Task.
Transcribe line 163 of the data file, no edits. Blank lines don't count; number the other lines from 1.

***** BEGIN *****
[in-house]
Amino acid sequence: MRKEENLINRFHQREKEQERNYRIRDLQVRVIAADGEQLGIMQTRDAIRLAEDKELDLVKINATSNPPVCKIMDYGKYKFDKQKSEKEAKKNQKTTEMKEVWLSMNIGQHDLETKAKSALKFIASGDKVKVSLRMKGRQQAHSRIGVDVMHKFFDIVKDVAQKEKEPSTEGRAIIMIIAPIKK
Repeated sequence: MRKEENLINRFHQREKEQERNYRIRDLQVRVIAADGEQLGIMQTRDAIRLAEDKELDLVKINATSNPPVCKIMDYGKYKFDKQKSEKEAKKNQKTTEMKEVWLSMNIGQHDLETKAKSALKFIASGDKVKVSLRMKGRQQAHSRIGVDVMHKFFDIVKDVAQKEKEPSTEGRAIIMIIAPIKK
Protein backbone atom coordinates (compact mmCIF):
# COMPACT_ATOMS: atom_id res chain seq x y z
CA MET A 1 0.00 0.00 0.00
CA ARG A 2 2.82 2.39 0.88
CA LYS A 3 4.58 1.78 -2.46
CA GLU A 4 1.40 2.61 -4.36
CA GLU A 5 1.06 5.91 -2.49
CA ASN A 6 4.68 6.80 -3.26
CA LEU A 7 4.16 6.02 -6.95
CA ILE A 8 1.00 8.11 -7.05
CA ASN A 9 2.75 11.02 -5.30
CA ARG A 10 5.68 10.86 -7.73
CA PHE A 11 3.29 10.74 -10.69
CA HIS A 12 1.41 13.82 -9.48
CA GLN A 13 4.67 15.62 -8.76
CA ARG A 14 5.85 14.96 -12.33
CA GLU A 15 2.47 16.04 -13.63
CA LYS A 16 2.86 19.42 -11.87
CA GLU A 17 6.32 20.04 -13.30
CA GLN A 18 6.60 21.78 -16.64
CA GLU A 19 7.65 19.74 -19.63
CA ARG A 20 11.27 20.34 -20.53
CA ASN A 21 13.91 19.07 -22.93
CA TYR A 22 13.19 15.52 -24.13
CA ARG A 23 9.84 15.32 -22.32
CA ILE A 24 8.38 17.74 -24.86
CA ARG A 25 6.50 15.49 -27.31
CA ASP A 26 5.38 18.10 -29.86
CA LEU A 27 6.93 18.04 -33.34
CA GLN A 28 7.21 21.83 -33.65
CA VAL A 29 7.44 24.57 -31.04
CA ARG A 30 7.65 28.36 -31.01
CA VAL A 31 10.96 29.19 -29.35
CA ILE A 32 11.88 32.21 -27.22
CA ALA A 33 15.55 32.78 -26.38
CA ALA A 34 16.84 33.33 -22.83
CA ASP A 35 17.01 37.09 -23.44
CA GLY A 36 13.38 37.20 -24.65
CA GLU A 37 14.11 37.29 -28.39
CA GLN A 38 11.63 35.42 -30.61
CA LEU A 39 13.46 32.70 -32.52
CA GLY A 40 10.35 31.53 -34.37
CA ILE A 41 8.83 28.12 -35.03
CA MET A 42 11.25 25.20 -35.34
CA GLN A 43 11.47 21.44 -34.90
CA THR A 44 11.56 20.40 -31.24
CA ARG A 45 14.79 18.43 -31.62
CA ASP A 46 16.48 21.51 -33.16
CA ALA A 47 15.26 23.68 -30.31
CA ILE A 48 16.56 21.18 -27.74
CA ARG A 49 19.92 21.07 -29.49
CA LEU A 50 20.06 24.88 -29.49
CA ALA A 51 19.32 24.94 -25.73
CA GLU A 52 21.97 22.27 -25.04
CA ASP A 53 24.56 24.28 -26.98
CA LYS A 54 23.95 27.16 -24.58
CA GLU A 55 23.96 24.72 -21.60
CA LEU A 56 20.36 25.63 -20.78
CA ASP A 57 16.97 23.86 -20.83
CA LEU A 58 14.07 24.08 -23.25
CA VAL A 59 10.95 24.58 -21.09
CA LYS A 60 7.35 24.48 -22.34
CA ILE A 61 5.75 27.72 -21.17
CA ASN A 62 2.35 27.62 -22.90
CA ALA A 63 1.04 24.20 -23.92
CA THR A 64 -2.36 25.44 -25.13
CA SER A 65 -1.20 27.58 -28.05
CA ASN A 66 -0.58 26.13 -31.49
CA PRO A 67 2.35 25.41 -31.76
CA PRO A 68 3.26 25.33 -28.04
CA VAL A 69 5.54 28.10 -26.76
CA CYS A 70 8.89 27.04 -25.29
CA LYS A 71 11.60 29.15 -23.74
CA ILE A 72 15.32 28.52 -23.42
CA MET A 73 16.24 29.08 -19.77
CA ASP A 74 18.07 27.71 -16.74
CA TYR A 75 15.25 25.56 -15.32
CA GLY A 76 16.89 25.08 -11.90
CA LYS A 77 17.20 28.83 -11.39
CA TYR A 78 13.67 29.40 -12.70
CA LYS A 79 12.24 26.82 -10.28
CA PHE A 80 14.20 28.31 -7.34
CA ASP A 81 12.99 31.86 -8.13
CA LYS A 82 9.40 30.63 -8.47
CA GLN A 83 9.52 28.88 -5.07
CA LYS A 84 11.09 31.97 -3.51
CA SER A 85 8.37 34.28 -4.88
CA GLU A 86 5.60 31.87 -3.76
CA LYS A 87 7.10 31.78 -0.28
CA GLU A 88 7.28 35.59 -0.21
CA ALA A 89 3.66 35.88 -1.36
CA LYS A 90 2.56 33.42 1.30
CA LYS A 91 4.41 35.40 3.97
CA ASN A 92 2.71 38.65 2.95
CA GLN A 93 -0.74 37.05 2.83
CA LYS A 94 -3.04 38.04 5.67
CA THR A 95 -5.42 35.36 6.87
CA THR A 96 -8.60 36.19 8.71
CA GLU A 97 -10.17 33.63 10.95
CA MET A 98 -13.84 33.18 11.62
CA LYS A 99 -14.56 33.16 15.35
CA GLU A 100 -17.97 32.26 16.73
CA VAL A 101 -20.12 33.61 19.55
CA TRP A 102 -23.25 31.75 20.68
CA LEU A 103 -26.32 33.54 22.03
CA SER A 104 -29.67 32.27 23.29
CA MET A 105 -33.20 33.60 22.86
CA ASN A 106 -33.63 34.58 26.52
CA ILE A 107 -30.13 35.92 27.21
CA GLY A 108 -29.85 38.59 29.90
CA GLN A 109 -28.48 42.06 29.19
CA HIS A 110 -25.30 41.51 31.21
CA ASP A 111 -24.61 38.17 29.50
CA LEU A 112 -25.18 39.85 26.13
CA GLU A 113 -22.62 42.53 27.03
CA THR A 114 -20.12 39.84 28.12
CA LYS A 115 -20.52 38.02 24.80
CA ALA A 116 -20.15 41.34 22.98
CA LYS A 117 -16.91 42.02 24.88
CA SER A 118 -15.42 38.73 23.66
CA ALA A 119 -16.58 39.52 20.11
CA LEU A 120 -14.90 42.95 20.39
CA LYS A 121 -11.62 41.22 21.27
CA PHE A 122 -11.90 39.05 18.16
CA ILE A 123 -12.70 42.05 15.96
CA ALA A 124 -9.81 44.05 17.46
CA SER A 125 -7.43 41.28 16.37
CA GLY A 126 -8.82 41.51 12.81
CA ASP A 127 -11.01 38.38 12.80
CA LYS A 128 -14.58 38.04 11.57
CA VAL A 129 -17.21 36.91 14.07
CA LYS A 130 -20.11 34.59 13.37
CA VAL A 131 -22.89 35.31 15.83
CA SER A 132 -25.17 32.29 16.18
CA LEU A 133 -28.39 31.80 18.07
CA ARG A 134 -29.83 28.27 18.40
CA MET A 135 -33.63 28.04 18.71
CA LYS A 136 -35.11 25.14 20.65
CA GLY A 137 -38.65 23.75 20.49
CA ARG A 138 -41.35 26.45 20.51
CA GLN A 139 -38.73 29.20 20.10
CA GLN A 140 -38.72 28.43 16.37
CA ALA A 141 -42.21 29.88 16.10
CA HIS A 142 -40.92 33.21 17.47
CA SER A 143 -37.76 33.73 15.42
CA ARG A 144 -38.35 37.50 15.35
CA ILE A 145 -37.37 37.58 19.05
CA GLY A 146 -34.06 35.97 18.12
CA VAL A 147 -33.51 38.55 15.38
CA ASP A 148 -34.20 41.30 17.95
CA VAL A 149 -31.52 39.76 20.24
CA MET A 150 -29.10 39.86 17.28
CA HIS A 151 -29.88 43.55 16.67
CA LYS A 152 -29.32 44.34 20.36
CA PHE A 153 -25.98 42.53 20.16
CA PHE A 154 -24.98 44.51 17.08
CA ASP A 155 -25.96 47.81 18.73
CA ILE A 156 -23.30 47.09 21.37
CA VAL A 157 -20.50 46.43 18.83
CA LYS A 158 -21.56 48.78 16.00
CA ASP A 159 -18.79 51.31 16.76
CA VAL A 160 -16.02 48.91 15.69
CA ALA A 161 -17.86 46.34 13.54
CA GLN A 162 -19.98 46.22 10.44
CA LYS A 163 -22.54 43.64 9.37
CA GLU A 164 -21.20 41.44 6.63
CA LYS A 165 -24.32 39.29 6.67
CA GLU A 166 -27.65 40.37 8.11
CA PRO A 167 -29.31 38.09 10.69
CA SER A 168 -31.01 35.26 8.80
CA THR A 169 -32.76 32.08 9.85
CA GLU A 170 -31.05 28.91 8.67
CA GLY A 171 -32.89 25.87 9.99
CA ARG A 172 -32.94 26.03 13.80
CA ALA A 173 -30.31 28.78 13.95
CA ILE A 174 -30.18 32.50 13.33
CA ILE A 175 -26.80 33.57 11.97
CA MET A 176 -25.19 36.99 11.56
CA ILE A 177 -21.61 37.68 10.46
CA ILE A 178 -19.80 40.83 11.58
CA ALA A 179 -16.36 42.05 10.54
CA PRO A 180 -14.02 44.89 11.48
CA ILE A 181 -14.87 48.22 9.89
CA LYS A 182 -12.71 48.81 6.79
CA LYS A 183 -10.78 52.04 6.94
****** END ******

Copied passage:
CA LYS A 158 -21.56 48.78 16.00